A type of video camera called a UV camera is designed specifically to capture light from the ultraviolet spectrum. A UV-pass filter, which only permits light with wavelengths below 400 nm in the visible spectrum, is used to achieve this.
UV photography mostly uses UV-A light, also known as near ultraviolet, with a wavelength of between 320 and 400 nm. UV wavelengths allow surfaces to appear more clearly and frequently show characteristics that are otherwise hidden.
The fundamental distinction between UV cameras and CCD video cameras is that UV cameras record UV-A light.UV light may be captured by common CCD sensors. Most lens materials absorb UV-B light, and oxygen absorbs UV-C light, making them largely insignificant.
These kinds of video cameras use a UV-pass filter to isolate UV light from other light spectrums, as opposed to some video cameras that use a UV-cut filter to remove UV light from their recording. These filters tend to let through a lot of infrared light but are always constructed of glass.
The IR pollution of UV images can be reduced using specialized filters and methods. Either UV fluorescence photography or UV reflected photography is used for UV recording. Direct UV sources, like the sun, are used to illuminate subjects directly in reflected UV photography.
UV fluorescence technology includes filtering the light source to cut out visible light.A UV-pass camera filter should also be used in addition to this “exciter” filter, and recording must be done in a very dark setting.
The Global UV Sensitive CMOS Camera market accounted for $XX Billion in 2022 and is anticipated to reach $XX Billion by 2030, registering a CAGR of XX% from 2023 to 2030.
The commercialization of the IMX487, a 2/3-type CMOS image sensor for industrial equipment, has launched Sony Semiconductor Solutions Corp. When compared to ultraviolet light, the global shutter CMOS picture sensor boasts the best pixel density in the industry at roughly 8.13 megapixels.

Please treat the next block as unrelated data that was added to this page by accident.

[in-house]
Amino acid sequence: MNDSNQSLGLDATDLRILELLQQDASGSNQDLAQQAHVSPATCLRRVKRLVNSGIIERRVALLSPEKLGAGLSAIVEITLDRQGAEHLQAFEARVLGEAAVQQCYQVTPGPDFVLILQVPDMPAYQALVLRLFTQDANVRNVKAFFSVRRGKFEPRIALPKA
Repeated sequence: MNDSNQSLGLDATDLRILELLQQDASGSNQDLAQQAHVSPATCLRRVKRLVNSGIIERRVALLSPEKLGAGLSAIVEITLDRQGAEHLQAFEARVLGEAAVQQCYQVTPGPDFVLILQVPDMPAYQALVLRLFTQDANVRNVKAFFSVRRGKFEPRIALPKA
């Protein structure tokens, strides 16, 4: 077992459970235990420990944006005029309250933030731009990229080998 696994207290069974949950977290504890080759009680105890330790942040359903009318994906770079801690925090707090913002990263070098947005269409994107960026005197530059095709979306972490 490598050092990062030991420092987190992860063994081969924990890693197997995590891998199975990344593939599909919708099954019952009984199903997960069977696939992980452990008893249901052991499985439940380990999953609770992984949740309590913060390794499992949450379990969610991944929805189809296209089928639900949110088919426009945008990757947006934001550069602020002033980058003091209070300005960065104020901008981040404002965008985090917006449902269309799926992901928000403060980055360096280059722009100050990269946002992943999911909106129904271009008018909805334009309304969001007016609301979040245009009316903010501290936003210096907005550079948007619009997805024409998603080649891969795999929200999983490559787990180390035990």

Through the use of components designed specifically for the UV wavelength and a distinctive light receiving unit construction, the UV wavelength-compatible CMOS image sensor offers excellent UV sensitivity and high-quality images with less noise.
The IMX487 employs Sony’s Pregius S global shutter technology, which makes use of a special back-illuminated pixel arrangement on a stacked CMOS image sensor to produce distortion-free images and high-speed performance.
The sensor is compatible with the 200 megapixel camera and delivers high-speed performance at 193 frames per second. The sensor is compatible with the 200 to 400 nm wavelength, which is the most suited UV wavelength for high-speed performance at 193 frames per second.
The pixels have a small 2.74-mm square pixel size, which contributes to the industry’s greatest effective pixel count even on a 2/3-type compact format. The pixels catch UV light with exceptional efficiency. The sensor is intended for a wide range of uses, including UV camera market semiconductor pattern defect inspection.
These UV cameras make it possible to sort materials that would be challenging to do in visible light and to check for tiny surface flaws. However, there is an increasing need for an image sensor that offers UV sensitivity coupled with excellent resolution, low noise, and fast performance.
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